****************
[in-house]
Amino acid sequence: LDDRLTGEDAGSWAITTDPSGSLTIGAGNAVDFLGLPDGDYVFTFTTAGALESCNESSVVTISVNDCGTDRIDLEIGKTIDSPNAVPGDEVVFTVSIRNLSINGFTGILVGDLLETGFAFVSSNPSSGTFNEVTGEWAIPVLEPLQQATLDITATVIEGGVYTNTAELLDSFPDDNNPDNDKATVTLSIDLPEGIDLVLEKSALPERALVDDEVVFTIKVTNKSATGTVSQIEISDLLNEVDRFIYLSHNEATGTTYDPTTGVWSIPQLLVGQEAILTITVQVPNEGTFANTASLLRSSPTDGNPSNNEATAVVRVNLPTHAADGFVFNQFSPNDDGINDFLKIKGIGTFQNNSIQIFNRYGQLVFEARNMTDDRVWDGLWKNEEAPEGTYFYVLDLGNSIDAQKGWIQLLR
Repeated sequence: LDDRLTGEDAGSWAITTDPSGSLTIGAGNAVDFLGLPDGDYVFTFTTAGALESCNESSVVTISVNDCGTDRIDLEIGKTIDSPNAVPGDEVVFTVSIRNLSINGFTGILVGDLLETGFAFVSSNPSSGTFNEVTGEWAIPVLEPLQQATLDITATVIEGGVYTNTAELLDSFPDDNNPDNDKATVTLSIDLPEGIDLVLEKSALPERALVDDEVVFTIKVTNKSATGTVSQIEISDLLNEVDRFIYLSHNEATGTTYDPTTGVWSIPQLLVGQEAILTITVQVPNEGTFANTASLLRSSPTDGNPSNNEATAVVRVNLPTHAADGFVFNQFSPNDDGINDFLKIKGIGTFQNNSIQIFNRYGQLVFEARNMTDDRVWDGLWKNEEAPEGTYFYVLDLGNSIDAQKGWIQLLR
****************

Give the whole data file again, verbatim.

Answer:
[in-house]
Amino acid sequence: LDDRLTGEDAGSWAITTDPSGSLTIGAGNAVDFLGLPDGDYVFTFTTAGALESCNESSVVTISVNDCGTDRIDLEIGKTIDSPNAVPGDEVVFTVSIRNLSINGFTGILVGDLLETGFAFVSSNPSSGTFNEVTGEWAIPVLEPLQQATLDITATVIEGGVYTNTAELLDSFPDDNNPDNDKATVTLSIDLPEGIDLVLEKSALPERALVDDEVVFTIKVTNKSATGTVSQIEISDLLNEVDRFIYLSHNEATGTTYDPTTGVWSIPQLLVGQEAILTITVQVPNEGTFANTASLLRSSPTDGNPSNNEATAVVRVNLPTHAADGFVFNQFSPNDDGINDFLKIKGIGTFQNNSIQIFNRYGQLVFEARNMTDDRVWDGLWKNEEAPEGTYFYVLDLGNSIDAQKGWIQLLR
Repeated sequence: LDDRLTGEDAGSWAITTDPSGSLTIGAGNAVDFLGLPDGDYVFTFTTAGALESCNESSVVTISVNDCGTDRIDLEIGKTIDSPNAVPGDEVVFTVSIRNLSINGFTGILVGDLLETGFAFVSSNPSSGTFNEVTGEWAIPVLEPLQQATLDITATVIEGGVYTNTAELLDSFPDDNNPDNDKATVTLSIDLPEGIDLVLEKSALPERALVDDEVVFTIKVTNKSATGTVSQIEISDLLNEVDRFIYLSHNEATGTTYDPTTGVWSIPQLLVGQEAILTITVQVPNEGTFANTASLLRSSPTDGNPSNNEATAVVRVNLPTHAADGFVFNQFSPNDDGINDFLKIKGIGTFQNNSIQIFNRYGQLVFEARNMTDDRVWDGLWKNEEAPEGTYFYVLDLGNSIDAQKGWIQLLR